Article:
Photo: UPS workers practice picketing for looming strike. Teamsters.
After marathon bargaining sessions lasting until 4 a.m. on July 5, the International Brotherhood of Teamsters walked out of negotiations with United Parcel Service. The National Negotiating Committee of the union unanimously rejected the inadequate proposals from UPS. With no more bargaining sessions scheduled ahead of the contract’s expiration date on July 31, the stage is set for the Teamsters to launch a nationwide strike of 340,000 UPS workers. This would be the largest strike at a single employer in U.S. history, and would be felt throughout the country and around the world.
Victories on safety and cooling
Prior to the breakdown in negotiations this past week, the union had scored concessions from UPS on some of their core issues through their clear and growing commitment to strike if the company leaves them no other option. On June 20, the Teamsters secured historic victories on the remaining non-economic issues in the contract, including addressing intolerable heat in the trucks.
Drivers have long raised the insufferable heat they can face when out for a day of deliveries, especially in the hotter parts of the country. The fleet of UPS trucks doesn’t have any air conditioning to keep the drivers safe and comfortable during their long hours on the job. During the summer months, package cars can reach upwards of 130 F. This has led to far too many UPS drivers suffering from heat stroke on the job, and some have even died due to the excessive heat. With worsening global warming, these issues will only become more severe.
With the mounting strike threat by the workers and growing pressure from the public against UPS’s inhumane working conditions, the employer finally caved. The union won much-needed air conditioning and heat shields for the fleet of UPS delivery vehicles for the first time.
After clearing the remaining non-economic issues, the Teamsters put forward their economic package, which includes demands around raises, additional holidays and paid-time off, pension increases, protection and enhancement of existing health benefits, the creation of more full-time jobs and more rapid advancement for part-timers, and the complete elimination of the second tier 22.4 “combo” job category. The two-tier system was introduced in the 2018 contract, and is widely seen as an existential threat to the stability of the workforce and all of their other hard fought gains.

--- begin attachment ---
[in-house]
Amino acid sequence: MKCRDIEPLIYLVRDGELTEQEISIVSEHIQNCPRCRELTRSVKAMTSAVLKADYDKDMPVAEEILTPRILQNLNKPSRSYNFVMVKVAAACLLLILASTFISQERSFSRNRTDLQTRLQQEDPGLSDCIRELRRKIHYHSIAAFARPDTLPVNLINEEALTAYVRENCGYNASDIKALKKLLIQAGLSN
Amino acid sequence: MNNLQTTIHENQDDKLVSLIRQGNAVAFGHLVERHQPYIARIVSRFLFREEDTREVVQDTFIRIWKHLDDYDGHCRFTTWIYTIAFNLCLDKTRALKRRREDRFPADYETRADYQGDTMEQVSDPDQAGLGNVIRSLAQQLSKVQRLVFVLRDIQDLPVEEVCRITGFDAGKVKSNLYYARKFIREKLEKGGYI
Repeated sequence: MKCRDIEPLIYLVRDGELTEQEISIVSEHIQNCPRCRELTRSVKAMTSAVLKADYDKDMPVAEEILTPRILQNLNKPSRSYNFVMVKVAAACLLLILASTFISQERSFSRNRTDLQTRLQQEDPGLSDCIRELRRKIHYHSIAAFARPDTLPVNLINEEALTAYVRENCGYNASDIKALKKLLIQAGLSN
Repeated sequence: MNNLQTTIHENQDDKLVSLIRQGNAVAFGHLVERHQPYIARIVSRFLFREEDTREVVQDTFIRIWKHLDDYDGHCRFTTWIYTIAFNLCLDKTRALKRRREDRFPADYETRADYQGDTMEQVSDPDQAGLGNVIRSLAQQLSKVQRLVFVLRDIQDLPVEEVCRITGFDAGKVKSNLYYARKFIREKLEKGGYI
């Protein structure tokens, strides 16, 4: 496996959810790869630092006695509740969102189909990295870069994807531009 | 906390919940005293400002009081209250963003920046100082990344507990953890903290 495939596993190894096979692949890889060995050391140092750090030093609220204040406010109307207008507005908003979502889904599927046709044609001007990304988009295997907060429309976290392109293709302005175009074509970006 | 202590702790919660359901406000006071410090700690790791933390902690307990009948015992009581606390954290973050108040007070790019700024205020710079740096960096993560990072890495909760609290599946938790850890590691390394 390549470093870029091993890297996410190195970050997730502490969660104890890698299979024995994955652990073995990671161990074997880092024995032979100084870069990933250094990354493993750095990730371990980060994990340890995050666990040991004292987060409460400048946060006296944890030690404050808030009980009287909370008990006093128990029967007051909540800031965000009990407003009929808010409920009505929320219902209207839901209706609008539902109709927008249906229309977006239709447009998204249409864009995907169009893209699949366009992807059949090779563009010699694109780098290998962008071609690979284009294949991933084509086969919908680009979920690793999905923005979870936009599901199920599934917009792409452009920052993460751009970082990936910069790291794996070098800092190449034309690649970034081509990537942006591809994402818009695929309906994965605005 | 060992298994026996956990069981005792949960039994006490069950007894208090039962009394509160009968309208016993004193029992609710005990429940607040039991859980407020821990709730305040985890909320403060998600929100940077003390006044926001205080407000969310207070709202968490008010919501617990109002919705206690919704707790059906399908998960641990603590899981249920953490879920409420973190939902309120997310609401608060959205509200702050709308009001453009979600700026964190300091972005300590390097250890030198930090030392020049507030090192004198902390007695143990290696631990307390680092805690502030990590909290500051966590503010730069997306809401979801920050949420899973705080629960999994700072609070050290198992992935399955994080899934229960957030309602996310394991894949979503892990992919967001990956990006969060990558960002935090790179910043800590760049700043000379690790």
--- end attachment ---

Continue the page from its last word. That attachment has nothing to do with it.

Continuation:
The 22.4 two-tier system imposed by UPS in the 2018 contract introduced a new category of lower-paid drivers. This allows the employer to cut their costs by moving more of the work from the higher paid full time drivers to 22.4’s, which in turn leaves full time drivers with less bargaining power and even cuts to their hours. Additionally, two-tier systems are aimed at pitting groups of workers against each other by creating resentment and misdirecting their frustrations towards each other instead of the boss who imposes lower wages and cuts their hours.
The same day the Teamsters introduced their economic package at the table, they launched practice pickets on the ground across the country. These public actions serve as a warm-up for the fighting capacity of the massive workforce, ensuring the membership is ready to do what is needed to get UPS to cave to their demands. This practice also sends a very clear message to the employer that if they don’t cave before the contract expires, that there will be severe consequences to pay come August 1.
Within one week, the Teamsters then reached a tentative agreement with UPS to eliminate the two-tier system going forward. This is a huge victory that can not be understated, and demonstrates the workers won’t allow UPS to divide them. This is not just a victory for UPS drivers and Teamsters alone, but is a broader victory for the entire labor movement as more major employers attempt to push a two-tier concessionary regime on workforces around the country. This victory was only made possible through the coordinated, nation-wide actions of thousands of UPS Teamsters.
Threat looms large
The threat of the strike remains strong after the breakdown in negotiations. On June 16, union members voted 97% in favor of authorizing a strike, showing they are ready and willing to strike if needed. The nation is now preparing for this epic showdown set to start on August 1.
Teamsters General President Sean M. O’Brien spoke at a press conference after the end of the final bargaining session about the company’s decision to fail to meet their demands: “This multibillion-dollar corporation has plenty to give American workers — they just don’t want to. UPS had a choice to make, and they have clearly chosen to go down the wrong road.”
The entire nation is now set on that road that UPS chose. The success of the Teamsters in their struggle for a fair contract will rely on the support and solidarity of working people across the country if it comes to a strike. If the American people stand with the Teamsters for dignity and respect for UPS drivers and all working people, they will win.